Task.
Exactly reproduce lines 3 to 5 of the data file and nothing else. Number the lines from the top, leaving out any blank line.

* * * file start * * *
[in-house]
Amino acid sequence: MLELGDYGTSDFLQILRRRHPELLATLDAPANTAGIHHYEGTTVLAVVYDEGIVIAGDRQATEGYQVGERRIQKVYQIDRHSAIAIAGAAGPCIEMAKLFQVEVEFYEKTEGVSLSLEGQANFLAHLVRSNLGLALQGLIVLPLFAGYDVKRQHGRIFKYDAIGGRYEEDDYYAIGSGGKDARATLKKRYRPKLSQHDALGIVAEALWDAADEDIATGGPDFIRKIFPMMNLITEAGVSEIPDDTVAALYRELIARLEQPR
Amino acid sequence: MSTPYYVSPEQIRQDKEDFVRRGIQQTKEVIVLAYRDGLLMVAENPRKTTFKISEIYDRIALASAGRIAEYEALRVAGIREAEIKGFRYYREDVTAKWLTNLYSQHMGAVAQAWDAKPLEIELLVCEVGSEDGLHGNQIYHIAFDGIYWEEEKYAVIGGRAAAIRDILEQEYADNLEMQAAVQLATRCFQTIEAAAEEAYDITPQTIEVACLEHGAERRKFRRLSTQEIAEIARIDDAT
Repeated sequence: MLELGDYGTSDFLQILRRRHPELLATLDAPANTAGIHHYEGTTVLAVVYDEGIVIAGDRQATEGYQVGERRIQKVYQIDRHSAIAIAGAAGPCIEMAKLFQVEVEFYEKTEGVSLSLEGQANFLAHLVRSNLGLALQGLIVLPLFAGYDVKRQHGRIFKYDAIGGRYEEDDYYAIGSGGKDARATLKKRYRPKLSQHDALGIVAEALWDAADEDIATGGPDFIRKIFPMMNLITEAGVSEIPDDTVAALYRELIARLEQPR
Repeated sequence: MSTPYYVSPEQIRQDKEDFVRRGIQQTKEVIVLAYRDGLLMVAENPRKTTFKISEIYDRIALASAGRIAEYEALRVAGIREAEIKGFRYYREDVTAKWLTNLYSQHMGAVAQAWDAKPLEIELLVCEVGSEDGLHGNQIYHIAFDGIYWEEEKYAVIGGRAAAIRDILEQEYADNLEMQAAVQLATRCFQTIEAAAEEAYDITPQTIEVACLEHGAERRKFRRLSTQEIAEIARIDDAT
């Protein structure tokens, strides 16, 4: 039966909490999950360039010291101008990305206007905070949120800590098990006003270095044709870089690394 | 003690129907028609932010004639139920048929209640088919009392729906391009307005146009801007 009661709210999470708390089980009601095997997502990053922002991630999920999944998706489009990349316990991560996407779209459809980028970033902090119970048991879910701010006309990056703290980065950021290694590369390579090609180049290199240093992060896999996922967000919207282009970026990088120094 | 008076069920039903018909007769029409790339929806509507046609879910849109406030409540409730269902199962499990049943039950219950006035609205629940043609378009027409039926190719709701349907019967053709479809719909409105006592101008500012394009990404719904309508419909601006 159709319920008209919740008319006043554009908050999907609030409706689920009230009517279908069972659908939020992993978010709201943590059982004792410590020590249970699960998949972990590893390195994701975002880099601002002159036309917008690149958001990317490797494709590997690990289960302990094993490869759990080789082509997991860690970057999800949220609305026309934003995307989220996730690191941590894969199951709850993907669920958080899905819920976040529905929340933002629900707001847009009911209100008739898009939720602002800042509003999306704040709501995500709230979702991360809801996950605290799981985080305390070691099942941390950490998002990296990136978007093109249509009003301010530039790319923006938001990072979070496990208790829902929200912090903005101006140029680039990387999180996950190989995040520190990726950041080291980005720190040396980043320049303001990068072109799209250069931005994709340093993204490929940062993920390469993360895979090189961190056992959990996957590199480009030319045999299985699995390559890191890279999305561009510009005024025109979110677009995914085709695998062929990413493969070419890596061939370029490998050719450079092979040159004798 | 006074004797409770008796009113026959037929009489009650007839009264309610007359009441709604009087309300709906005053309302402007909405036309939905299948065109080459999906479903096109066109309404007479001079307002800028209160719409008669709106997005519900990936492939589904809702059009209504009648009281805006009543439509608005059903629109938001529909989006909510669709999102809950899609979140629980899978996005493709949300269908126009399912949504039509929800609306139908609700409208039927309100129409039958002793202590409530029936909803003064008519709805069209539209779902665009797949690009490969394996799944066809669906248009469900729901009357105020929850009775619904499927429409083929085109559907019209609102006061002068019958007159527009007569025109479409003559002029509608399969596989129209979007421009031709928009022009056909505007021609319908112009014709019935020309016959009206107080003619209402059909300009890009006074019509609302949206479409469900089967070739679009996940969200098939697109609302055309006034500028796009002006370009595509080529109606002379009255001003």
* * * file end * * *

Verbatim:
Amino acid sequence: MSTPYYVSPEQIRQDKEDFVRRGIQQTKEVIVLAYRDGLLMVAENPRKTTFKISEIYDRIALASAGRIAEYEALRVAGIREAEIKGFRYYREDVTAKWLTNLYSQHMGAVAQAWDAKPLEIELLVCEVGSEDGLHGNQIYHIAFDGIYWEEEKYAVIGGRAAAIRDILEQEYADNLEMQAAVQLATRCFQTIEAAAEEAYDITPQTIEVACLEHGAERRKFRRLSTQEIAEIARIDDAT
Repeated sequence: MLELGDYGTSDFLQILRRRHPELLATLDAPANTAGIHHYEGTTVLAVVYDEGIVIAGDRQATEGYQVGERRIQKVYQIDRHSAIAIAGAAGPCIEMAKLFQVEVEFYEKTEGVSLSLEGQANFLAHLVRSNLGLALQGLIVLPLFAGYDVKRQHGRIFKYDAIGGRYEEDDYYAIGSGGKDARATLKKRYRPKLSQHDALGIVAEALWDAADEDIATGGPDFIRKIFPMMNLITEAGVSEIPDDTVAALYRELIARLEQPR
Repeated sequence: MSTPYYVSPEQIRQDKEDFVRRGIQQTKEVIVLAYRDGLLMVAENPRKTTFKISEIYDRIALASAGRIAEYEALRVAGIREAEIKGFRYYREDVTAKWLTNLYSQHMGAVAQAWDAKPLEIELLVCEVGSEDGLHGNQIYHIAFDGIYWEEEKYAVIGGRAAAIRDILEQEYADNLEMQAAVQLATRCFQTIEAAAEEAYDITPQTIEVACLEHGAERRKFRRLSTQEIAEIARIDDAT